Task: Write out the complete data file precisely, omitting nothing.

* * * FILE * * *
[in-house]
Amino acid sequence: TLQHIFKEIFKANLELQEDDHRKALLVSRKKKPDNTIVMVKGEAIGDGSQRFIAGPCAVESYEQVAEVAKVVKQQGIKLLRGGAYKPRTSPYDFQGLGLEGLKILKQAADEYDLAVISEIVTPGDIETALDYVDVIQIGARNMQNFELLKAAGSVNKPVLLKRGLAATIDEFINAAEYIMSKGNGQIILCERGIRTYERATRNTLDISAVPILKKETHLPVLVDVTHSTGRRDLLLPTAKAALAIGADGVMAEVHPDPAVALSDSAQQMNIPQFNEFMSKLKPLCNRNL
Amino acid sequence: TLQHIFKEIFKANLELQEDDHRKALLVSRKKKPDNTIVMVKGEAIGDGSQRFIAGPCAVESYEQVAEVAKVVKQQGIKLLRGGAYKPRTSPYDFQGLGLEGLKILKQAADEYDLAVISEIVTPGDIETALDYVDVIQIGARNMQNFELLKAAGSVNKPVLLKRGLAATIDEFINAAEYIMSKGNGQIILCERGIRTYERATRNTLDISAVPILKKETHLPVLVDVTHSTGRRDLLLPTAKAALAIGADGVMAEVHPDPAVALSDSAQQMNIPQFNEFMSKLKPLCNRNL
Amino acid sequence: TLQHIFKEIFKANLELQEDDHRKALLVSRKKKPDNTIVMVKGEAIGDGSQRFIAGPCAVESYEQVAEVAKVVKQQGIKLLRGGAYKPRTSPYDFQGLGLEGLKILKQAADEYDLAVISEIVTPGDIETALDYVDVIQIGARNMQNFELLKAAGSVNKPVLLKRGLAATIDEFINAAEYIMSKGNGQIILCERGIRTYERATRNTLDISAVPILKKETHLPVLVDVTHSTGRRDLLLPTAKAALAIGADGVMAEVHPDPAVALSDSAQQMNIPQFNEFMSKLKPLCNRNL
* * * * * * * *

[in-house]
Amino acid sequence: TLQHIFKEIFKANLELQEDDHRKALLVSRKKKPDNTIVMVKGEAIGDGSQRFIAGPCAVESYEQVAEVAKVVKQQGIKLLRGGAYKPRTSPYDFQGLGLEGLKILKQAADEYDLAVISEIVTPGDIETALDYVDVIQIGARNMQNFELLKAAGSVNKPVLLKRGLAATIDEFINAAEYIMSKGNGQIILCERGIRTYERATRNTLDISAVPILKKETHLPVLVDVTHSTGRRDLLLPTAKAALAIGADGVMAEVHPDPAVALSDSAQQMNIPQFNEFMSKLKPLCNRNL
Amino acid sequence: TLQHIFKEIFKANLELQEDDHRKALLVSRKKKPDNTIVMVKGEAIGDGSQRFIAGPCAVESYEQVAEVAKVVKQQGIKLLRGGAYKPRTSPYDFQGLGLEGLKILKQAADEYDLAVISEIVTPGDIETALDYVDVIQIGARNMQNFELLKAAGSVNKPVLLKRGLAATIDEFINAAEYIMSKGNGQIILCERGIRTYERATRNTLDISAVPILKKETHLPVLVDVTHSTGRRDLLLPTAKAALAIGADGVMAEVHPDPAVALSDSAQQMNIPQFNEFMSKLKPLCNRNL
Amino acid sequence: TLQHIFKEIFKANLELQEDDHRKALLVSRKKKPDNTIVMVKGEAIGDGSQRFIAGPCAVESYEQVAEVAKVVKQQGIKLLRGGAYKPRTSPYDFQGLGLEGLKILKQAADEYDLAVISEIVTPGDIETALDYVDVIQIGARNMQNFELLKAAGSVNKPVLLKRGLAATIDEFINAAEYIMSKGNGQIILCERGIRTYERATRNTLDISAVPILKKETHLPVLVDVTHSTGRRDLLLPTAKAALAIGADGVMAEVHPDPAVALSDSAQQMNIPQFNEFMSKLKPLCNRNL